Home / Science / NASA Ice Watching Satellite will measure polar ice with point accuracy using lasers

NASA Ice Watching Satellite will measure polar ice with point accuracy using lasers

A photo of ICESat-2 when it arrived at the Astrotech Space Operations facility at Vandenberg Air Force Base, NASA will send an advanced laser satellite to track changes in iceboxes. The Agency hopes to provide data and anticipate interest rates on how global warming contributes to rising sea levels. (1

9459013) NASA )

NASA will monitor the changes on the ice that cover Greenland and Antartica with an exciting laser in space.

This week, the Space Agency announced Ice, Cloud, and Land Elevation Satellite-2 or ICESat-2, a project aimed at measuring the height increase / increase of ice, land topography and vegetation cover on earth as a response to the changing climate.

"The new observation technology of ICESat-2 – a top recommendation of the scientific community of NASA's first Earth Research Decade – will deepen our knowledge of how icecream in Greenland and Antarctica contributes to sea level rise," said the director of the Earth Sciences Department in NASA's science Directorate of Employment in a press release.

The laser instrument launches in space on September 15th from Vanderberg Air Force Base in California.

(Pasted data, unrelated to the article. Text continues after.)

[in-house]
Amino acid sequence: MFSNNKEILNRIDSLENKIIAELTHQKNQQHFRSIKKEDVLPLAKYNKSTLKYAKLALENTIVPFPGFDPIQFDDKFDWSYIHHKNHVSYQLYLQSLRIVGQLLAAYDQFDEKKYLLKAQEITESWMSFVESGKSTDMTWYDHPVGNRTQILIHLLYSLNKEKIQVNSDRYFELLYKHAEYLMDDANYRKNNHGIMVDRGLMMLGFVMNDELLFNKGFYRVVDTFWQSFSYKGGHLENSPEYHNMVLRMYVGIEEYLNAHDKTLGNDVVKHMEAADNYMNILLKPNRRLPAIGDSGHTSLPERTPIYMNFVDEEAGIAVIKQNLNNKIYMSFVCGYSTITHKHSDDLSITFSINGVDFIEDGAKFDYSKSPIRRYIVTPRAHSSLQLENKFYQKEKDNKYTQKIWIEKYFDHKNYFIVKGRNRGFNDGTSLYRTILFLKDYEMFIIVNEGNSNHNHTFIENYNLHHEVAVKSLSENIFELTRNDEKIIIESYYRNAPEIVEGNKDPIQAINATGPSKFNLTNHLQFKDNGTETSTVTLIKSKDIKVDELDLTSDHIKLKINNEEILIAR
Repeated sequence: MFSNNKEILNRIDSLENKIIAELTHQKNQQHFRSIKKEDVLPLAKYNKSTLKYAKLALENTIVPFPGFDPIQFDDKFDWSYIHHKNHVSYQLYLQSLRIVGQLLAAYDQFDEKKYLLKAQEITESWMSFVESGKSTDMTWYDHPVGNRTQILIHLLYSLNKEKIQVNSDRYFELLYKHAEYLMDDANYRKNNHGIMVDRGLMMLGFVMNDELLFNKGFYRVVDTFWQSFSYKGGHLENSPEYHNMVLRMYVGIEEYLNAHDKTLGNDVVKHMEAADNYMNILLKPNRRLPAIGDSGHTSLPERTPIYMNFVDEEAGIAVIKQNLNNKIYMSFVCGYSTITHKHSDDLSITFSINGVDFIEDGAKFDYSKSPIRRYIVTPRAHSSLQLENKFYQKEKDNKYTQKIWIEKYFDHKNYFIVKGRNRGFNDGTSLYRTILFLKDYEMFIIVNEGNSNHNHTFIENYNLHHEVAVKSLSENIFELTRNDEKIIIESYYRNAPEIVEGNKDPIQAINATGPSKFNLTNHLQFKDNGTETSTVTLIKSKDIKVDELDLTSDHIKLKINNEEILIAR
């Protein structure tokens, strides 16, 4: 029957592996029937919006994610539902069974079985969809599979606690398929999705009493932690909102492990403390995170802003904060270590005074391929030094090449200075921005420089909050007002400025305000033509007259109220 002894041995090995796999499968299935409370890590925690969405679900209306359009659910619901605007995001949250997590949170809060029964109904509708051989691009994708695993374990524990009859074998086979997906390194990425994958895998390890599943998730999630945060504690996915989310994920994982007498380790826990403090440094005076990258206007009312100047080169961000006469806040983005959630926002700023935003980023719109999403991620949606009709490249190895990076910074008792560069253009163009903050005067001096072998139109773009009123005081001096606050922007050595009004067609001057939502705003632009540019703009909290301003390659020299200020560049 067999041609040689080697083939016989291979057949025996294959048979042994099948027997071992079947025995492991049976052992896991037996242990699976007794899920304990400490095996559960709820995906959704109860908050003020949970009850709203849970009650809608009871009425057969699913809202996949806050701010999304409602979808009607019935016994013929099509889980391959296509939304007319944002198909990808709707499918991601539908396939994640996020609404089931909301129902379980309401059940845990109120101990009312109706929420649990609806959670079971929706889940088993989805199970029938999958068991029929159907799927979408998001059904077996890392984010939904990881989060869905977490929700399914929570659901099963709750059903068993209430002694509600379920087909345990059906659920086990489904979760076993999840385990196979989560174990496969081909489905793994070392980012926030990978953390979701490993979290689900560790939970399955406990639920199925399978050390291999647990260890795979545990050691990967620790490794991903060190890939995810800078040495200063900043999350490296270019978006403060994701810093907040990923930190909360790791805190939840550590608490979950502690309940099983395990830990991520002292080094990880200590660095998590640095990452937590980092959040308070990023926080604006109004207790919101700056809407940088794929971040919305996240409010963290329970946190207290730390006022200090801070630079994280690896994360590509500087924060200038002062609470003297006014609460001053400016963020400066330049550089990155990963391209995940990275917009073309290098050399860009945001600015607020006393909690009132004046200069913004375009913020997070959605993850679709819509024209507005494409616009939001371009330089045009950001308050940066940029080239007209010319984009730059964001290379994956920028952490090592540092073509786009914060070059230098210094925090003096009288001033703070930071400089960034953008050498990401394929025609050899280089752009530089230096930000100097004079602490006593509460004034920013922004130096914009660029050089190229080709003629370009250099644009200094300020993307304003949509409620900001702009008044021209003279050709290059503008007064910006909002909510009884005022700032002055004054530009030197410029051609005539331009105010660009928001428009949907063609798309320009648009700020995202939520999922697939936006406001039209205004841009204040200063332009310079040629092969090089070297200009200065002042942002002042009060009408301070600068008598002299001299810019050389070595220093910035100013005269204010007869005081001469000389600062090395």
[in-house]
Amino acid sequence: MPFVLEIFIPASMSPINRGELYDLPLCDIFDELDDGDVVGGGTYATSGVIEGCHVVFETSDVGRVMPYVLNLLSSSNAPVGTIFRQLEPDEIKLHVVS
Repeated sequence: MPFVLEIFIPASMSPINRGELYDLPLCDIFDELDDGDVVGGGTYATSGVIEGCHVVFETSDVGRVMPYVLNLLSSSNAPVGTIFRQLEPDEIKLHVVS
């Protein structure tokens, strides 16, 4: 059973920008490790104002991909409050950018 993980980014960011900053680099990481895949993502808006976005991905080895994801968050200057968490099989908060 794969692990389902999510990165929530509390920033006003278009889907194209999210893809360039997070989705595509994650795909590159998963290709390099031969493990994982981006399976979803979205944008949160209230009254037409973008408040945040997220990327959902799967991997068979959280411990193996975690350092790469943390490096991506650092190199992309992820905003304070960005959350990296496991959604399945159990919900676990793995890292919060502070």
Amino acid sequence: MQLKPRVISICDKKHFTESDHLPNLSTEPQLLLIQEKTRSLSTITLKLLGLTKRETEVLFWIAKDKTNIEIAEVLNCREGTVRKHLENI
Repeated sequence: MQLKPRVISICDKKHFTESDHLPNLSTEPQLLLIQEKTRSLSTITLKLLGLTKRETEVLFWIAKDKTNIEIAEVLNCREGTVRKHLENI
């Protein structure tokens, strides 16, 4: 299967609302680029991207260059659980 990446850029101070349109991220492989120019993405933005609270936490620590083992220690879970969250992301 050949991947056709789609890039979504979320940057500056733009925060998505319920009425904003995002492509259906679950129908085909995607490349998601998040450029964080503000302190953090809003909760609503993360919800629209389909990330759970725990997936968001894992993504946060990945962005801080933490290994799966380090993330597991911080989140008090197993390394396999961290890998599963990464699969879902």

Advanced Laser Instrument

ICESat-2 is equipped with the Advanced Topographic Laser Altimeter System or ATLAS, which is said to be the best of its kind. The laser instrument works by pushing back 10,000 pulses per second to the ground to measure the height based on how long individual images make a round trip from the spacecraft to the ground and back to the instrument.

ICESat-2 will be able to send hundreds of billions of photons back to earth to get the most accurate measurement of height. The new satellite can deliver better results than its predecessor, ICESat was launched in 2003 and was retired in 2010.

The advanced laser will track the earth from pole to pole and will be able to track changes within ice height four times a year or each season.

Predicting the future based on melting ice

Monitoring the level of ice in both the north and south poles melting because of the ever-heated planet can help scientists predict the rise of sea level. The hundreds of billions of ice ice melting in the garden annually are still a major contributor to the rising sea level that threatens to darker big cities around the world underwater.

Researchers believe that the sea rose 7 centimeters within 25 years. As the planet continues to warm up, sea level is expected to rise at a faster pace.

"As ICESat-2 will provide measurements of unmatched precision with global coverage, it will not only provide new insights into the polar areas but also unforeseen finds around the world," added Thorsten Markus, project researcher ICESat-2.

ICESat-2 can also monitor forests around the world. The same laser can be used to measure tops of trees and the ground below.

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